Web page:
My memoir, Relief by Execution, reveals my struggle with PTSD. While I say quite a bit there, I don’t get into a lengthy description of that moment, experienced by many who’ve suffered childhood traumas, when defense-mechanism amnesia or disassociation breaks. It’s the moment when you remember, “Oh no, that happened!” You had forgotten whatever that is; your brain pushed it away for your own good. Returning to those memories can be like stepping into a room you always knew was in the house but never bothered entering. You find the thing that should never have been found, so it paralyzes you.

That’s the mild version of this experience, of course, because it can also be like turning a corner on a familiar neighborhood street to get assaulted by a flame thrower.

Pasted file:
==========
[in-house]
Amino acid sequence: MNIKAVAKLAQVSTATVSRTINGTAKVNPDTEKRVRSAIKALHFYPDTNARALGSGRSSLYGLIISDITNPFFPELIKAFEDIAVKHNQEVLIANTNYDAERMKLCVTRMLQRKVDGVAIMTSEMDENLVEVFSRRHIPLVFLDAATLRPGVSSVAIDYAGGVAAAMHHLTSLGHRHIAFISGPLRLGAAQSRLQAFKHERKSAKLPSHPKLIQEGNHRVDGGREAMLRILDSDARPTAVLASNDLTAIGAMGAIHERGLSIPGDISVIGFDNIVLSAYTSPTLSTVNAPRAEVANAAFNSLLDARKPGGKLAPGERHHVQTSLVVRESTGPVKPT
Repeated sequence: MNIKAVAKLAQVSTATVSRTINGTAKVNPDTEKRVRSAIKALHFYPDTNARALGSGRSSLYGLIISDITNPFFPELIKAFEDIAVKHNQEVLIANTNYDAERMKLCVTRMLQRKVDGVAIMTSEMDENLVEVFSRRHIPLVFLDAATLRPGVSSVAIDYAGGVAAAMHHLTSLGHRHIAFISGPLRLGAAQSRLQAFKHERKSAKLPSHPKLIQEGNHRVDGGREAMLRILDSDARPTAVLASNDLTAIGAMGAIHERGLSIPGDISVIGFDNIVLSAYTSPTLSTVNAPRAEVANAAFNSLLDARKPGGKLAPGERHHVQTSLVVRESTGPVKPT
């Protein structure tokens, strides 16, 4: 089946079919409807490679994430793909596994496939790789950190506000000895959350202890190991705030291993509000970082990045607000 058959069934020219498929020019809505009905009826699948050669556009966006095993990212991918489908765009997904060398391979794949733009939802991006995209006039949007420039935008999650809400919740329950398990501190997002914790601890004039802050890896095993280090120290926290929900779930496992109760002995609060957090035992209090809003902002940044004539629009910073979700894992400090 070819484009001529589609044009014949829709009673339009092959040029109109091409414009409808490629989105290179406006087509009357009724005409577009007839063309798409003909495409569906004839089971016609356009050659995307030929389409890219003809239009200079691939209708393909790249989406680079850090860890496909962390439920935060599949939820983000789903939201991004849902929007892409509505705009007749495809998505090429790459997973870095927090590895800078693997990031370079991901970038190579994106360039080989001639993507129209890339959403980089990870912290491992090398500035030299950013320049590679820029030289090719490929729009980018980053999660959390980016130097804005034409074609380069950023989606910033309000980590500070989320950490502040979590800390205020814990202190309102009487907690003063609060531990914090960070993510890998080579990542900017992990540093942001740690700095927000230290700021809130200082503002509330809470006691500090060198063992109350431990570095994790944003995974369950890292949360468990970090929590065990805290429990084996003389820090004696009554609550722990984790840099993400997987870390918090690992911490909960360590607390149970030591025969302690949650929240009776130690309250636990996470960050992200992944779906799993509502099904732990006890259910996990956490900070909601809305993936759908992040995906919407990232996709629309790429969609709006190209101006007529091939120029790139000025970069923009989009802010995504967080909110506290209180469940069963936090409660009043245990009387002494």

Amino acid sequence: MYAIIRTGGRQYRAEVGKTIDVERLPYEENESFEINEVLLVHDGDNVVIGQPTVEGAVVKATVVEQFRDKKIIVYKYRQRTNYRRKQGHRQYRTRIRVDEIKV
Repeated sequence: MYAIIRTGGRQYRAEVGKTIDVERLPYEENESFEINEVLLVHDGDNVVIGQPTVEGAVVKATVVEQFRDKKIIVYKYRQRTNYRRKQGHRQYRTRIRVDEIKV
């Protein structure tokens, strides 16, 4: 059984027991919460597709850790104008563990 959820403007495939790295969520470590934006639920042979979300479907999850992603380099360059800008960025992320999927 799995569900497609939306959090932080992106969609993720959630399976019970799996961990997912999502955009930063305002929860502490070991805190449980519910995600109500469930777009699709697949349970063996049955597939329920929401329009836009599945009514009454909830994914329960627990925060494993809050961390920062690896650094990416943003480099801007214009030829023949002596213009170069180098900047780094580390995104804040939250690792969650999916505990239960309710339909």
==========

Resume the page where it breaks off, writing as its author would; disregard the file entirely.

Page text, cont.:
At the moment Fleck realizes the abuse he suffered in childhood, the force of this memory levels his identity as a riot would burn a city. The result is madness.

Some people kill themselves at such moments. In a harrowing scene, Fleck chooses to kill someone else. The eruption of near-limitless rage and hatred overwhelms the compassion and introspection necessary to heal. His new identity, the Joker, is less a disguise than a madman’s reality show, whose definition of humor is a lack of remorse.

Fleck’s transformation into (or adoption of) the Joker persona brings up important questions about the nature of human agency, and what capacity people have to choose actions when confronted by harrowing circumstances.